Every night I remember, the children would play around the wagons and camp fires; after supper the older folks would get out the fiddles and have dances around the fires, some of them dancing in bare feet, as they had no shoes. Every week we would have religious services. I walked most of the way cross the plains, with but an occasional ride. One time while I was driving two yoke of oxen so my stepfather could ride a while and rest, I stepped on a prickly pear and being barefooted the needles ran into my feet and mother had to pull them out. Every night we would pull the wagons in a large circle and form a corral for protection against the Indians and to form an enclosure for the animals. I believe I could take a hundred wagons right now and form a corral as we did then.
While following the Platte River we saw many buffalo, sometimes in herds so large we had to stop the company and let them go past. One day I became lame from walking so much and fell behind he company. Suddenly I heard a strange noise and looking up I saw a large buffalo bull intently watching me. His fierce snorting frightened me into screaming. The driver on the last wagon heard me and shouted for me to run, but I was too frightened to move. Some men came back and were going to shoot the animal, but the captain stopped them saying that Brigham Young’s orders were to shoot only those animals that were to be used for food. During our stay at Fort Bridger, Jim Bridger told us he saw the captain of Brigham Young’s company riding quite a way ahead of the rest. We learned there was no such a man riding ahead of the company, but he was believed to be one of the Three Nephites, guarding the company and leading it to the proper place.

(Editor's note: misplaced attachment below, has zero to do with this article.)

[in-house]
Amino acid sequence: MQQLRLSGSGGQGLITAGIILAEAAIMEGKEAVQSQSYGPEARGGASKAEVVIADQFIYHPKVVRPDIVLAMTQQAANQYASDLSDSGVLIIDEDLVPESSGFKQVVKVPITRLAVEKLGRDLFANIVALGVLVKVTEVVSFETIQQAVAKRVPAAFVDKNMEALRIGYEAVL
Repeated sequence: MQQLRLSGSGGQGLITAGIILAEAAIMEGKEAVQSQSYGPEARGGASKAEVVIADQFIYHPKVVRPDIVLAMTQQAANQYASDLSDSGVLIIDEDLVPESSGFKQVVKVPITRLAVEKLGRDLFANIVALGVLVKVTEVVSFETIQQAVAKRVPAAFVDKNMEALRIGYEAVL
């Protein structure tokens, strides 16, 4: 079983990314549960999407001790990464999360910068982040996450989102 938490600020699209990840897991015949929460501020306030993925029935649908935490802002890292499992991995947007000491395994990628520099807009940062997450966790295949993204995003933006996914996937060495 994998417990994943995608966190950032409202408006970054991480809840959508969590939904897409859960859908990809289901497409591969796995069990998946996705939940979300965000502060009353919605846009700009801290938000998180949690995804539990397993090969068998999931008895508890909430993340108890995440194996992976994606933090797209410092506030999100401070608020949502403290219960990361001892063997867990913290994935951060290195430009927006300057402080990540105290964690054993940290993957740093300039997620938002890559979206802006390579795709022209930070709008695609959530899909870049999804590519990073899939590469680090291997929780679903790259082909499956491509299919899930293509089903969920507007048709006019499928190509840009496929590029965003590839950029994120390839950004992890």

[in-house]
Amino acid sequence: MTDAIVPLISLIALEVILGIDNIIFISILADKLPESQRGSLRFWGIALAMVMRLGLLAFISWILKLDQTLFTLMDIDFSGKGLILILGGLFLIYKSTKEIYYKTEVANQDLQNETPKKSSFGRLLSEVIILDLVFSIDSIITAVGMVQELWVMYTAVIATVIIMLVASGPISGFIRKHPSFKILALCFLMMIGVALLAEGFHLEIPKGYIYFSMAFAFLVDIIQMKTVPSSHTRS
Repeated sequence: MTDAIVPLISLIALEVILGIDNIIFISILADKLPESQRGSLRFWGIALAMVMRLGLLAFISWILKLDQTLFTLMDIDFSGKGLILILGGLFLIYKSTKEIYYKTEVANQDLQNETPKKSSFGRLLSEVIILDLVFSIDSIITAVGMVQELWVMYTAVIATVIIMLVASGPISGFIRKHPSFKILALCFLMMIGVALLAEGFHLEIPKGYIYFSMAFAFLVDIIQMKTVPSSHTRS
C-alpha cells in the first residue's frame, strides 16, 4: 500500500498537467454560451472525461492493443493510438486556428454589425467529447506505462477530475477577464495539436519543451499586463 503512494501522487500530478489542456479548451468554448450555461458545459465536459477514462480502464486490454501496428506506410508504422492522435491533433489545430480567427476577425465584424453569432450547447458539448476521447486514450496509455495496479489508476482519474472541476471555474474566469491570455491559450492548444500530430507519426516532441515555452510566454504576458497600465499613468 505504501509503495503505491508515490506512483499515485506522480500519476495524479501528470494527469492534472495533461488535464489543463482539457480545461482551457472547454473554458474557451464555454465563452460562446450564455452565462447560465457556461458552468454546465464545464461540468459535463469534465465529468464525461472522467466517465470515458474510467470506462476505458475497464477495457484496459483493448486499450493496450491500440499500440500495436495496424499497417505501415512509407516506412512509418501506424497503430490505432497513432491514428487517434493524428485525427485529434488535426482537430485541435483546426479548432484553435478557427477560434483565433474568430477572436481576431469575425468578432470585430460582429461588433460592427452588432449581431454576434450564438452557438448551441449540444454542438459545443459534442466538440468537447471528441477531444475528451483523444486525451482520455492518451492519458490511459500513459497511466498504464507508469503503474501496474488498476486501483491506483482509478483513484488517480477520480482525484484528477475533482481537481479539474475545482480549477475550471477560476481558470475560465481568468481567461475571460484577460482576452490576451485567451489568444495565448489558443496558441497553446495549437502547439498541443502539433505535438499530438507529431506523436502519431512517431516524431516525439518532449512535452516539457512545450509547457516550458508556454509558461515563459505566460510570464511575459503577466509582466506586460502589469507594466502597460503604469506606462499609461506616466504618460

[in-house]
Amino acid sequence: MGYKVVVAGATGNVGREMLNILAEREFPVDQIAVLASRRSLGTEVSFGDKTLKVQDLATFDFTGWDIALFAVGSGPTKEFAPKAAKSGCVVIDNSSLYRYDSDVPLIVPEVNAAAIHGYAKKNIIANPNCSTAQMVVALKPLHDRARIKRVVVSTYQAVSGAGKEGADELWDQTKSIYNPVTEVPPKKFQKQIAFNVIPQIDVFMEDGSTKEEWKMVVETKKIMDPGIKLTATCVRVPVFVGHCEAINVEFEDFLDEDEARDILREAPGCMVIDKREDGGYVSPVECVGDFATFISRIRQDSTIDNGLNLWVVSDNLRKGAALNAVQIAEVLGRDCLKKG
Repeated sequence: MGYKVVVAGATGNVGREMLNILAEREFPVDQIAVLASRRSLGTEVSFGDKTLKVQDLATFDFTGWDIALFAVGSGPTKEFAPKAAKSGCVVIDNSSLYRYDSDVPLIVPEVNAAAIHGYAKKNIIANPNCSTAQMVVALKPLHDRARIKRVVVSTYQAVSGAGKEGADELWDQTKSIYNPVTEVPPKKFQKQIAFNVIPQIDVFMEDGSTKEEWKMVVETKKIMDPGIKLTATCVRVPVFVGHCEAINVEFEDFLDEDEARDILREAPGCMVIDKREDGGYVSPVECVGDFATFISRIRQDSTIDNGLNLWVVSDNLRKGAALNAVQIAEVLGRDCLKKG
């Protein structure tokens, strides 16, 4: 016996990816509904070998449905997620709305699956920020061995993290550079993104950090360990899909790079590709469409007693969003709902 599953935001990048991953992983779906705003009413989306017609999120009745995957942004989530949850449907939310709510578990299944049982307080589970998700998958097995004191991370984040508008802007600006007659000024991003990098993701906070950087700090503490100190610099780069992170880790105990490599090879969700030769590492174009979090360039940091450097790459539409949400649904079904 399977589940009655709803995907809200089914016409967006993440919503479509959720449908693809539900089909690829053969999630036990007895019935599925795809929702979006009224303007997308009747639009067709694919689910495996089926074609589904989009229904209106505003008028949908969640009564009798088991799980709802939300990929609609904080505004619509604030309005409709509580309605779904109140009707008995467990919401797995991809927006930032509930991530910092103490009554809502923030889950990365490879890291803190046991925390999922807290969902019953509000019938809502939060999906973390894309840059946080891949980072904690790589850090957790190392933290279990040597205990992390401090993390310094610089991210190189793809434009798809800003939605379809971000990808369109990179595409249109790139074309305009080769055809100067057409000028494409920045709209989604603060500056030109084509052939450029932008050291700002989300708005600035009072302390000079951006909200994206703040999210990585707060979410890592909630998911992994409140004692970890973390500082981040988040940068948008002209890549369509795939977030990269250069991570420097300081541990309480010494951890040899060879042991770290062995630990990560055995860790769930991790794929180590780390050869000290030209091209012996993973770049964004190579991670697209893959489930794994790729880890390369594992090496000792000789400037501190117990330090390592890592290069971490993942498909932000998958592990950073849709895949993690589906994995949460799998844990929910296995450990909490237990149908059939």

As we reached the top of Big Mountain we could see the lights of another camp ahead of us, so we came down the mountain at the head of Emigration Canyon in the dark. The Canadian wagons were lower than the American wagons and they struck stumps the others would pass over, so we had to chop the tops off all the stumps our wagons struck. We finally reached the company ahead and camped with them for the remainder of the night and traveled together the next day. During the day the call was passed down the train, “There is the Great Salt Lake.” We reached Salt Lake that night and camped with Brigham Young’s company. The children played “I Spy” in the grass and sage.